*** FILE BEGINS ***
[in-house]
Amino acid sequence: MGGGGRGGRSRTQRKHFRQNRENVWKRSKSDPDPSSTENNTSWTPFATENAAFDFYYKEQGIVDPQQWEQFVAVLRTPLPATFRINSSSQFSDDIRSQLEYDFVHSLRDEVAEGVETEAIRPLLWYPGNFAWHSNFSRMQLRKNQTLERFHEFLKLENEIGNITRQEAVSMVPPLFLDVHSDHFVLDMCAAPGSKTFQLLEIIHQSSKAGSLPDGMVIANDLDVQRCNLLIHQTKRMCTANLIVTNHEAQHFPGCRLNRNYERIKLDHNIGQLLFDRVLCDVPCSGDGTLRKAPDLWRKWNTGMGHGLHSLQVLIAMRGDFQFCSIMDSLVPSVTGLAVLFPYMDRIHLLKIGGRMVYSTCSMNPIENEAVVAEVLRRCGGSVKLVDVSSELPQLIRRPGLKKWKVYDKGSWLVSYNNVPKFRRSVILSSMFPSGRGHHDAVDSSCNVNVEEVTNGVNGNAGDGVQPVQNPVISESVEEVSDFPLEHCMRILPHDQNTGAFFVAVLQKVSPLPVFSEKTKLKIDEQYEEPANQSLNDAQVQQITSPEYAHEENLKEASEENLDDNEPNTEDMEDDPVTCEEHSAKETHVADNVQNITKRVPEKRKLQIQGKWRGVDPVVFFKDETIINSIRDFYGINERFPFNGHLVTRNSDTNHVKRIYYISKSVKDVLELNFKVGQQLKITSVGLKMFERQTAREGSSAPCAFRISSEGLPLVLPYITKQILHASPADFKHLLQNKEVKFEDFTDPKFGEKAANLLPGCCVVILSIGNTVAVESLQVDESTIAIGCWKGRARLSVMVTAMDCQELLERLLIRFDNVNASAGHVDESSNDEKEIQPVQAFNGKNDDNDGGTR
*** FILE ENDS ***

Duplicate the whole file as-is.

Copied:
[in-house]
Amino acid sequence: MGGGGRGGRSRTQRKHFRQNRENVWKRSKSDPDPSSTENNTSWTPFATENAAFDFYYKEQGIVDPQQWEQFVAVLRTPLPATFRINSSSQFSDDIRSQLEYDFVHSLRDEVAEGVETEAIRPLLWYPGNFAWHSNFSRMQLRKNQTLERFHEFLKLENEIGNITRQEAVSMVPPLFLDVHSDHFVLDMCAAPGSKTFQLLEIIHQSSKAGSLPDGMVIANDLDVQRCNLLIHQTKRMCTANLIVTNHEAQHFPGCRLNRNYERIKLDHNIGQLLFDRVLCDVPCSGDGTLRKAPDLWRKWNTGMGHGLHSLQVLIAMRGDFQFCSIMDSLVPSVTGLAVLFPYMDRIHLLKIGGRMVYSTCSMNPIENEAVVAEVLRRCGGSVKLVDVSSELPQLIRRPGLKKWKVYDKGSWLVSYNNVPKFRRSVILSSMFPSGRGHHDAVDSSCNVNVEEVTNGVNGNAGDGVQPVQNPVISESVEEVSDFPLEHCMRILPHDQNTGAFFVAVLQKVSPLPVFSEKTKLKIDEQYEEPANQSLNDAQVQQITSPEYAHEENLKEASEENLDDNEPNTEDMEDDPVTCEEHSAKETHVADNVQNITKRVPEKRKLQIQGKWRGVDPVVFFKDETIINSIRDFYGINERFPFNGHLVTRNSDTNHVKRIYYISKSVKDVLELNFKVGQQLKITSVGLKMFERQTAREGSSAPCAFRISSEGLPLVLPYITKQILHASPADFKHLLQNKEVKFEDFTDPKFGEKAANLLPGCCVVILSIGNTVAVESLQVDESTIAIGCWKGRARLSVMVTAMDCQELLERLLIRFDNVNASAGHVDESSNDEKEIQPVQAFNGKNDDNDGGTR